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What Car? says

3 out of 5 stars

For Short enough to go where other compact MPVs can’t

Against Original model is ugly and face-lifted is car dull

Verdict A more individualist approach to people-carrying

Go for… 1.9 JTD Dynamic

Avoid… 1.6 petrol

Fiat Multipla MPV
  • 1. Take your time inspecting the cabin and check that everything electric works properly
  • 2. Even with all six seats in place, there's still a decent boot
  • 3. Beware of a blowing exhaust on the petrol model - it's a one-piece design and not cheap to replace
  • 4. Avoid any car that sounds rough, revs reluctantly or idles poorly - the fuel system could be faulty
  • 5. Because it's a wide car, check the door mirrors for damage and ensure you can adjust them easily
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Fiat Multipla MPV full review with expert trade views

The quirky, bug-eyed styling of this original car divides opinion like few other cars. You'll either love it or hate it. And, that's in complete contrast to the face-lifted car, which replaced it in 2004. It has a conventional (read 'dull') Fiat face, which you'll neither love nor loathe.

There's plenty to love elsewhere in this model, though. Having two rows of three individual seats works extremely well and the seat backs fold to create a table. There's still a decent boot with all six seats in place.

The driver won't complain, either. Although the car's width can be a hassle in town, he'll find it easy and fun to drive. It's very stable, handles and rides well, and scores highly for long-distance comfort.

In that respect, the engines are a big help. The petrol and diesel are both willing and get on with the job quietly.

Trade view

James Ruppert

Pre face-lift are struggling, but later models are favoured on the forecourt

James Ruppert
Used car guru

There's not much choice - one petrol, one diesel and only a few trim levels. Not to worry - there isn't a dud among them.

The 103bhp 1.6-litre petrol is eager and revs easily, which is just as well - you'll need to work it hard if you're fully laden. Perhaps more importantly, it's also the cheaper buy.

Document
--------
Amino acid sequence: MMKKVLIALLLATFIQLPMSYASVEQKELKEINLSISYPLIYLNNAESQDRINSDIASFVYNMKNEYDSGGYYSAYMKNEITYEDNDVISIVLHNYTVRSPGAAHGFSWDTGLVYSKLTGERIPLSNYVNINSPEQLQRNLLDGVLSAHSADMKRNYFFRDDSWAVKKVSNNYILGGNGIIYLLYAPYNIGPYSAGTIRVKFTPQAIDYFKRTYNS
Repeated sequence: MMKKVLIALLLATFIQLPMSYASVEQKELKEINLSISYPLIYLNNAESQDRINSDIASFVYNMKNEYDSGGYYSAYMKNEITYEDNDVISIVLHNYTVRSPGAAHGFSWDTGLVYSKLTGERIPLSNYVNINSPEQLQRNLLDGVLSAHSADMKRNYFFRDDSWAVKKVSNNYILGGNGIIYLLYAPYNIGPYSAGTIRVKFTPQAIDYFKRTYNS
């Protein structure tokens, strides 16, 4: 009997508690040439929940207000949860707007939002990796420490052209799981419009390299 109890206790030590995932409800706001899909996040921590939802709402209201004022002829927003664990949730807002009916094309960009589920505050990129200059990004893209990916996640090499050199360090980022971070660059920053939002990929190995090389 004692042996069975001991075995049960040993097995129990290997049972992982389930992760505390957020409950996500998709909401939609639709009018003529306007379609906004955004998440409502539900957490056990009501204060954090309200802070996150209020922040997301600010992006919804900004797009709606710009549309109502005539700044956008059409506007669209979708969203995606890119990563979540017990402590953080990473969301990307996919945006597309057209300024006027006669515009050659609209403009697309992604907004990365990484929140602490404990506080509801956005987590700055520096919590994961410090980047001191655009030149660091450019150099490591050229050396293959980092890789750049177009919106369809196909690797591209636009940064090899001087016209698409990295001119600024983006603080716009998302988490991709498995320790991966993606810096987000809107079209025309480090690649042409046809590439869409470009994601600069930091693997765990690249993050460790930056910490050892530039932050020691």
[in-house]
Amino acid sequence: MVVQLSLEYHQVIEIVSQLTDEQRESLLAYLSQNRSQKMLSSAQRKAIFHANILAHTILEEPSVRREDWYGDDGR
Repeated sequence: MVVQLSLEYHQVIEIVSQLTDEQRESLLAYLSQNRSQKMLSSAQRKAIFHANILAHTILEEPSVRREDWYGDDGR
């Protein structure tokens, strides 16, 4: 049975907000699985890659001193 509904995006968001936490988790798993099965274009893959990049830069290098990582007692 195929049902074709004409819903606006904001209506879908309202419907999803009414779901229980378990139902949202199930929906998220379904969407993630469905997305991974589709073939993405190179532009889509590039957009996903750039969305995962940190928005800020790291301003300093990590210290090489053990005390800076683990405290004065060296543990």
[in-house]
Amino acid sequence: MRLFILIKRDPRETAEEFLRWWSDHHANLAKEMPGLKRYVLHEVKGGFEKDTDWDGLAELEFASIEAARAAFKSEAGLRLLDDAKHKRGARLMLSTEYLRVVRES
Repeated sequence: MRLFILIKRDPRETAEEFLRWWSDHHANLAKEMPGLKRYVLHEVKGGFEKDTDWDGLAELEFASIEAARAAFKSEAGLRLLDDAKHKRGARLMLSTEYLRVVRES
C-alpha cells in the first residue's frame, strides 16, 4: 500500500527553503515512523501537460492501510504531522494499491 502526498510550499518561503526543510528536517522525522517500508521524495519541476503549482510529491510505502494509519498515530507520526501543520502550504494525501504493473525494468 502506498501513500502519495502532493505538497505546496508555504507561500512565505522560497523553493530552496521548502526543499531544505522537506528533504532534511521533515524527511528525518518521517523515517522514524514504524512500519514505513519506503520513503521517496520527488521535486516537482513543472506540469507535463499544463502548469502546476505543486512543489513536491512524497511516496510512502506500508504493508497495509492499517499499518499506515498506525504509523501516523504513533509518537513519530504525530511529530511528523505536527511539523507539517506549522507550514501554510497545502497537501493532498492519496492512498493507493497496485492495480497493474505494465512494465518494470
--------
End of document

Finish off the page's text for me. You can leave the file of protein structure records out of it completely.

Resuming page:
However, the turbodiesel is more relaxing and, ultimately, our favourite. The refined 1.9 JTD (102-115bhp, depending on its age) has good mid-range pull, but the fact that it gives an extra 10mpg is the clincher for us.

The entry-level model (badged SX on early cars, Dynamic on later models) has all the essentials for family motoring, including air-conditioning, so there's little point in spending more. But, for the record, top-trim ELX (early cars) and Eleganza (later ones) come with alloy wheels, climate control and electric rear windows.

Trade view

Duncan McLure-Fisher

Above-average reliability but fuel system and transmission problems result in high bills

Duncan McLure-Fisher
Managing Director,
Warranty Direct

You may be pleasantly surprised at the price of a used Fiat Multipla. They lose value very quickly from new, but then tend to stabilise over the next few years.

So if you're canny, you can buy a one- or two-year-old for a bargain price, run it for a few years and flog it on without suffering too much of a loss.

Insurance and fuel costs are reasonable, too. The petrol versions come in for groups 7 to 9, depending on how plush they are, and the diesels group 8 to 10. The diesels should also give you low or mid-40s to the gallon, the petrols about 10mpg less.

Servicing won't hurt your wallet, but expect to save about 35% on labour costs by going outside the Fiat dealer network, according to Warranty Direct data.

Trade view

James Ruppert

Pre face-lift are struggling, but later models are favoured on the forecourt

James Ruppert
Used car guru

There aren't any major scares, but owners complain of niggling faults that often boil down to the car not being well built in the first place.

Take your time inspecting the cabin and check that anything electric still works. JD Power customer surveys have criticised the durability of the seat materials and trim, and there have been problems with switches, especially the electric windows.

Because it's a wide car, also check the door mirrors for damage and ensure you can adjust them easily. Likewise, watch out for scrapes on each corner of the car and check that the doors haven't been dinged, which is easily done in car parks.

The petrol and diesel engines should be robust given regular servicing. But, beware of a blowing exhaust on the petrol - it's a one-piece design and not cheap to replace.

Fuel systems can give trouble, too, according to Warranty Direct data, so avoid any car that sounds rough, revs reluctantly or idles poorly.

Trade view

Duncan McLure-Fisher

Above-average reliability but fuel system and transmission problems result in high bills

Duncan McLure-Fisher
Managing Director,
Warranty Direct
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